Two thirds of procurement professionals claim maverick marketing spend is widespread.
Four fifths of firms struggle with immature marketing procurement practices.
Almost half feel pressure to improve marketing procurement.
Almost a third face conflict with the marketing department as a result.
Europe’s top 500 businesses are struggling with ‘maverick’ buying of marketing products and services, with suppliers being selected ad hoc across organisations. Over two thirds (67%) of procurement professionals in Europe’s largest companies say maverick buying is rife, leading to significant overspend and missed savings.
David Fincham, Business Development Director at Charterhouse, comments: “Maverick marketing procurement is a costly problem for Europe’s largest businesses, but can be very difficult to identify.
“Yet it represents the tip of the iceberg in ‘hidden’ savings. Firms need to take a fresh approach to marketing procurement to tackle uncontrolled and inefficient buying practices.”
The findings are outlined in ‘The Marketing Maturity Matrix’ a new report released today by marketing production specialist, Charterhouse. The report is based on research among 200 procurement professionals from across Europe’s 500 largest companies*.
A legacy of inefficiency
The report finds that 80% of the companies surveyed struggle with immature marketing procurement practices, and could be wasting a combined €716m each year as a result.
Organisations identified legacy marketing procurement processes as a major reason for this inefficiency, with over a third (34%) saying their processes have been developed ad hoc over time with no overarching strategy.
As a result, almost a third (30%) fail to evaluate long-term value and savings from external marketing providers. More than a third (36%) have no mechanism for measuring return on marketing investment.
David Fincham comments: “Without a proactive marketing procurement strategy, it’s easy for marketing budget to be committed without procurement involved. In large businesses, this can equate to huge amounts of investment not procured in the right way. The potential lost savings here could be ploughed back into additional effective marketing activities.
“Those inheriting legacy processes should start building relationships with marketing immediately, and work together to develop a strategy that identifies potential improvements.”
Stuck in a vice
While procurement professionals are under pressure to resolve this situation, many are not yet in a position to do so. Almost half (42%) have experienced pressure to improve their organisation’s procurement of marketing products and services.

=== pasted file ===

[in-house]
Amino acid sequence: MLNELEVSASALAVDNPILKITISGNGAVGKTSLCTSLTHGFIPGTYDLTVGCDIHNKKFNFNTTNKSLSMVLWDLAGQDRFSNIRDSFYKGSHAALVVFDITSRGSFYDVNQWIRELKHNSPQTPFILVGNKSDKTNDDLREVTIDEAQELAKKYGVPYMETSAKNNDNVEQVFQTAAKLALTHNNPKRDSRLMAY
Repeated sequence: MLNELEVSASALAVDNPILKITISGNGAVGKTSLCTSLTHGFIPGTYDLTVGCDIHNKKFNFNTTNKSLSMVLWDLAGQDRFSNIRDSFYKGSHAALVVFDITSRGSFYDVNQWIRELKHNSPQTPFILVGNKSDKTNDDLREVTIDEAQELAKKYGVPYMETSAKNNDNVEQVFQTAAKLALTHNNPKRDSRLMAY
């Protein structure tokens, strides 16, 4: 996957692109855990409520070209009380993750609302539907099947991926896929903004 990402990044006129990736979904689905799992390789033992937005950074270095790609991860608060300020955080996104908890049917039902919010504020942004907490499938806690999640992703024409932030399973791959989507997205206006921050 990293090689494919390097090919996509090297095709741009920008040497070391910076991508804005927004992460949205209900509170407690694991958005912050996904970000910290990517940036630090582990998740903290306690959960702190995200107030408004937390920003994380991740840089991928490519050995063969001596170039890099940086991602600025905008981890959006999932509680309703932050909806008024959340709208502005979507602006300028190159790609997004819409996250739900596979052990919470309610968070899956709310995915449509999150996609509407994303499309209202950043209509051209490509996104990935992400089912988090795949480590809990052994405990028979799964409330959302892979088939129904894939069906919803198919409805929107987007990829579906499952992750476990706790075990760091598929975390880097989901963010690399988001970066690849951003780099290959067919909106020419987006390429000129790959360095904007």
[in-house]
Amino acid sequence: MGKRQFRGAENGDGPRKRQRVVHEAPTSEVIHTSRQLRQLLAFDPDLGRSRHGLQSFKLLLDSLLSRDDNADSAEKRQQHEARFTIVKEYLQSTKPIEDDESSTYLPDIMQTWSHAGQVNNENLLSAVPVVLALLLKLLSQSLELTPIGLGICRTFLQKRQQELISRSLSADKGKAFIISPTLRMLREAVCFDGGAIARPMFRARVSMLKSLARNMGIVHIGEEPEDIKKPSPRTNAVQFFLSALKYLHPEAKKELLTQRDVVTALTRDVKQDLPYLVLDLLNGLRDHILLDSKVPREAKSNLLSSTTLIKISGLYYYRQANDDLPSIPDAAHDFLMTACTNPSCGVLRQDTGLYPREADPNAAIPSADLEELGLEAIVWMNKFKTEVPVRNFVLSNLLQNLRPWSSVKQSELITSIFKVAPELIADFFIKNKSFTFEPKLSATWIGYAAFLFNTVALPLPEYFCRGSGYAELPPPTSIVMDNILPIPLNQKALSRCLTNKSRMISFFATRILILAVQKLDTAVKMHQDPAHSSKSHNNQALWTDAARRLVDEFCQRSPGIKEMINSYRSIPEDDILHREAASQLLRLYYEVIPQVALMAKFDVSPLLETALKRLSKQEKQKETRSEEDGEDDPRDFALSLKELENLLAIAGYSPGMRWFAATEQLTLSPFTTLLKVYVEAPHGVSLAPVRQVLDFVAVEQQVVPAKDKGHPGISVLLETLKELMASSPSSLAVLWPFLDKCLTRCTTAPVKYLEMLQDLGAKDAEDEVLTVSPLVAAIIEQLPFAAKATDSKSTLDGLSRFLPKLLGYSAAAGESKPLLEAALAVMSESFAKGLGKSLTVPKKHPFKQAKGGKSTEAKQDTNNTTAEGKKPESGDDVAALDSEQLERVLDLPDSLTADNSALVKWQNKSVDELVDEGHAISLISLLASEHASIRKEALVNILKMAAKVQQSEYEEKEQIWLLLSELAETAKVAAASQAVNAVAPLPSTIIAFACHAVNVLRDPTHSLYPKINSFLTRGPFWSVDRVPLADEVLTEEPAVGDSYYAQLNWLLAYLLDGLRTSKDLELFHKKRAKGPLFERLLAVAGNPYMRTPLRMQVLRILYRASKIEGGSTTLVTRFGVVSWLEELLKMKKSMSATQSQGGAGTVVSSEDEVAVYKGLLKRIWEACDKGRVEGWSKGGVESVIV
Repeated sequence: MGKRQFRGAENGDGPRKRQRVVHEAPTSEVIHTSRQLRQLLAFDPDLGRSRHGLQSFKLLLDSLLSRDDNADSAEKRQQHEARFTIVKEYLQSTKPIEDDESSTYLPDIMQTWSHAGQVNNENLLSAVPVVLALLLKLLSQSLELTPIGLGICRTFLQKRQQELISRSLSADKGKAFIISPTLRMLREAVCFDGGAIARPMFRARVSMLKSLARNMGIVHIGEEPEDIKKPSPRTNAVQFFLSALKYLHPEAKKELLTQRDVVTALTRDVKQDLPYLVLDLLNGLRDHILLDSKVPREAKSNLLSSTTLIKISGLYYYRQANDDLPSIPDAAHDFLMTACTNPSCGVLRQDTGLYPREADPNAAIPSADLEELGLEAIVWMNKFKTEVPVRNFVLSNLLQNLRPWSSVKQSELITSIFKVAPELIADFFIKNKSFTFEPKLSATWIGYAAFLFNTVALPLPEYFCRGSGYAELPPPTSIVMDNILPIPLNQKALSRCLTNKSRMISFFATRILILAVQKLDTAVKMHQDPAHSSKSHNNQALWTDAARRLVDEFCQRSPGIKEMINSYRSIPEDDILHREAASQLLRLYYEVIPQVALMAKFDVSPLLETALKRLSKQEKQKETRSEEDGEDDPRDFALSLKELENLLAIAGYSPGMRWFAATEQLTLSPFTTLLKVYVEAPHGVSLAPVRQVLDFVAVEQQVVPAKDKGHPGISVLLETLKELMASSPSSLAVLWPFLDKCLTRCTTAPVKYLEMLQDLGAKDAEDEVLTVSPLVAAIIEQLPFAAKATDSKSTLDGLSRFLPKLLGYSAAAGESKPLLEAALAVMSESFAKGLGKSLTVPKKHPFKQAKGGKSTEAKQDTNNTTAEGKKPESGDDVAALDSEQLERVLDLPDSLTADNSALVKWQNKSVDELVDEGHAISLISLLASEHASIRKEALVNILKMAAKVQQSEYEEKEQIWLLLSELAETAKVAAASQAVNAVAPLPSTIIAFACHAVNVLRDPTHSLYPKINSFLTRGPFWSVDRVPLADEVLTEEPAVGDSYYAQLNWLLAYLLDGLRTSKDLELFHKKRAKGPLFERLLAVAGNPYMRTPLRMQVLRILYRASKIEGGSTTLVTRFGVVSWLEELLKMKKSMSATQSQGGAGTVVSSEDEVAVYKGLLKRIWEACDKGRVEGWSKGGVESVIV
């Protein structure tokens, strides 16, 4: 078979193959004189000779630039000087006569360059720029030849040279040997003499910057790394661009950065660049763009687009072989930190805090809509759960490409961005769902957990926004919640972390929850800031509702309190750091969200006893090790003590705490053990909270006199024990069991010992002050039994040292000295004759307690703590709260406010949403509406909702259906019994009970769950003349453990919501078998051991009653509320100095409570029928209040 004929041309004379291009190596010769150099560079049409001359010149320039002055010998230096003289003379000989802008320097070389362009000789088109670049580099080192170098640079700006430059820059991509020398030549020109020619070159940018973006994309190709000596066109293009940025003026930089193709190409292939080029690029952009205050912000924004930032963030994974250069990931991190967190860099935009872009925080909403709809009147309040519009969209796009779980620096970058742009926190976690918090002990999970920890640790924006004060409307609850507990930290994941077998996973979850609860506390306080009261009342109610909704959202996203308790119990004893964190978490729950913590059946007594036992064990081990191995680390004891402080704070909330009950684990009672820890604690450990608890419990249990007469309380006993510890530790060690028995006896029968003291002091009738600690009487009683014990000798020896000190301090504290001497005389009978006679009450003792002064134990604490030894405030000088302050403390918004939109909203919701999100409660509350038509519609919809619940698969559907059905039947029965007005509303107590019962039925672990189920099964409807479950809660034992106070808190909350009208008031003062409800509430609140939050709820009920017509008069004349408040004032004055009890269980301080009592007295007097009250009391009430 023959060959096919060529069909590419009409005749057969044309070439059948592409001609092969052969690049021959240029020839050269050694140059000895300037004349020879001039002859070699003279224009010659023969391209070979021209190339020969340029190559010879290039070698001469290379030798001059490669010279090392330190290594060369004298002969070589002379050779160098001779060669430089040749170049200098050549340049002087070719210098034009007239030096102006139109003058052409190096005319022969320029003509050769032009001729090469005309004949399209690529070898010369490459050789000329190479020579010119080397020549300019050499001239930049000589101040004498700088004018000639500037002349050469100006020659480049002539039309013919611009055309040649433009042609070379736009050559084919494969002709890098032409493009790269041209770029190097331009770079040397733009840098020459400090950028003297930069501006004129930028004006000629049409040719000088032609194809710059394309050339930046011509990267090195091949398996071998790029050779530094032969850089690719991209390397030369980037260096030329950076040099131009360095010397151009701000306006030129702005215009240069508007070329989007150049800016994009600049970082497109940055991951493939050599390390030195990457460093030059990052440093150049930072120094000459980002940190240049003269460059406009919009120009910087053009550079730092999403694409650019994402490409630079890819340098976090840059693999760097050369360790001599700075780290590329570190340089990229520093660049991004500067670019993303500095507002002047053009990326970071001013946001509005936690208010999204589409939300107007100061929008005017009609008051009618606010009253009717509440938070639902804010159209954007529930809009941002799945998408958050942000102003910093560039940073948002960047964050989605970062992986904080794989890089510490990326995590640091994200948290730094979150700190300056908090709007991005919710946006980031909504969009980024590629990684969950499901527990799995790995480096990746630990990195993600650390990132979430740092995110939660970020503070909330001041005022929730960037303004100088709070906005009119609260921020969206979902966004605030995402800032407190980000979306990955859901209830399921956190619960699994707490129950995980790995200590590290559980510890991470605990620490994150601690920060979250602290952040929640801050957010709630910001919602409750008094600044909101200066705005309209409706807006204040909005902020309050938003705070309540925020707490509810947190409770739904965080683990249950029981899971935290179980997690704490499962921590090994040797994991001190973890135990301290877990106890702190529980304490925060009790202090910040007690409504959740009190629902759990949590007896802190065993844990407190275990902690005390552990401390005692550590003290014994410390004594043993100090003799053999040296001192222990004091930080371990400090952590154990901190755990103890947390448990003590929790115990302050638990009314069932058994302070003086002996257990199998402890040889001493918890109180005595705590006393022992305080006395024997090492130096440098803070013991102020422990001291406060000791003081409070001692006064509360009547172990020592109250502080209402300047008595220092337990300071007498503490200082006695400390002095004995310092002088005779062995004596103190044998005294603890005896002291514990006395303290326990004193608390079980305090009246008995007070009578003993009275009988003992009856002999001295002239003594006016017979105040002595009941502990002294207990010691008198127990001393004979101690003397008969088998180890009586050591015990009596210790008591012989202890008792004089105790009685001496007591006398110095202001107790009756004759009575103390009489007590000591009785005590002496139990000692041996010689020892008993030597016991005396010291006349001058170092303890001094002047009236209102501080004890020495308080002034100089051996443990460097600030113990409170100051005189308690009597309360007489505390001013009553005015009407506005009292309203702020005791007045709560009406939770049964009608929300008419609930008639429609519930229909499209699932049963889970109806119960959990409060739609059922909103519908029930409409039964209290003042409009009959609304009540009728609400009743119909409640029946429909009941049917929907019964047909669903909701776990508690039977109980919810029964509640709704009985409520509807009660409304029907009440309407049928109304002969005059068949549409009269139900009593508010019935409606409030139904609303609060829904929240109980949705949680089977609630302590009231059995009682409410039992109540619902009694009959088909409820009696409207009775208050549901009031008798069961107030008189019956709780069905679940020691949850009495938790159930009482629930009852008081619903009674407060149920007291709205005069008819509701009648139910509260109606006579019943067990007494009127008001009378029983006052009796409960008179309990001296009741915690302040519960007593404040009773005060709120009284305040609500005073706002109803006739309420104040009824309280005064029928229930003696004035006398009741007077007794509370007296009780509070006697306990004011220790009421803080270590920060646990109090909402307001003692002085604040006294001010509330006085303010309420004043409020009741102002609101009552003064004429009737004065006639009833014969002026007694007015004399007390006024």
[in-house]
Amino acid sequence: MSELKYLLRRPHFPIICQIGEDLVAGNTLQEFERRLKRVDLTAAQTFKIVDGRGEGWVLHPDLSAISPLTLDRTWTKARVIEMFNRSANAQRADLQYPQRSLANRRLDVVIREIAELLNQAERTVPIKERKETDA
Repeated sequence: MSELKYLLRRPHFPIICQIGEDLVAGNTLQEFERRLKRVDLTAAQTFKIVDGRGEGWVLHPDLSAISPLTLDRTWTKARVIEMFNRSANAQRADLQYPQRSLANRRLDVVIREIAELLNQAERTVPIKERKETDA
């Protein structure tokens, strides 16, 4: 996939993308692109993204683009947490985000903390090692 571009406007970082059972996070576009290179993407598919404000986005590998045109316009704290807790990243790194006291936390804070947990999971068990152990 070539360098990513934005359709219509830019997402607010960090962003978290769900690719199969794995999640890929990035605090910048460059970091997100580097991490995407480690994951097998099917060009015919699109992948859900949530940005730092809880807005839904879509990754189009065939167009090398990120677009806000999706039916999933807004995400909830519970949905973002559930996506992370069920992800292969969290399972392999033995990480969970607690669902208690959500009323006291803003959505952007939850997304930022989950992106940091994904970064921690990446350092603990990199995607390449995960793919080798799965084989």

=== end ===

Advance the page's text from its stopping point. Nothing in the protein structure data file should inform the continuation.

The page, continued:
Despite this, the majority (58%) have no remit within the marketing department, while just one fifth (21%) hold ultimate responsibility for marketing spend in their organisation. As a result, over a third (37%) of procurement professionals state that driving savings in marketing purchasing is a struggle.
David Fincham comments: “Tension still exists between marketing and procurement and common misconceptions about their respective objectives remain. But this is no longer about seeking savings in spite of consequences; both parties demand best value and there are joint benefits to be had.
“Both functions must find a way to work together to drive efficiency and maintain, if not improve, effectiveness as a result.”
A battle for savings
Procurement professionals are adamant that marketers will find it hard to improve the situation without their expertise. Despite this, resistance to procurement involvement in marketing persists.
Over two thirds (67%) say marketing will struggle to improve cost efficiency without procurement’s help. The same proportion (69%) say marketers will also struggle to cope with dwindling budgets without their involvement.
However, almost a third (30%) have experienced conflict with the marketing department over procurement matters, while more still (35%) characterise their marketing department as resistant to procurement oversight of its purchasing activities.
Despite this resistance, procurement professionals are well-qualified for the challenge. Over half (59%) say they have good or expert knowledge of the marketing discipline.
David Fincham comments: “Procurement professionals are under pressure from above to tackle marketing spend, but lack influence over this expenditure, which is subject to very little central control.”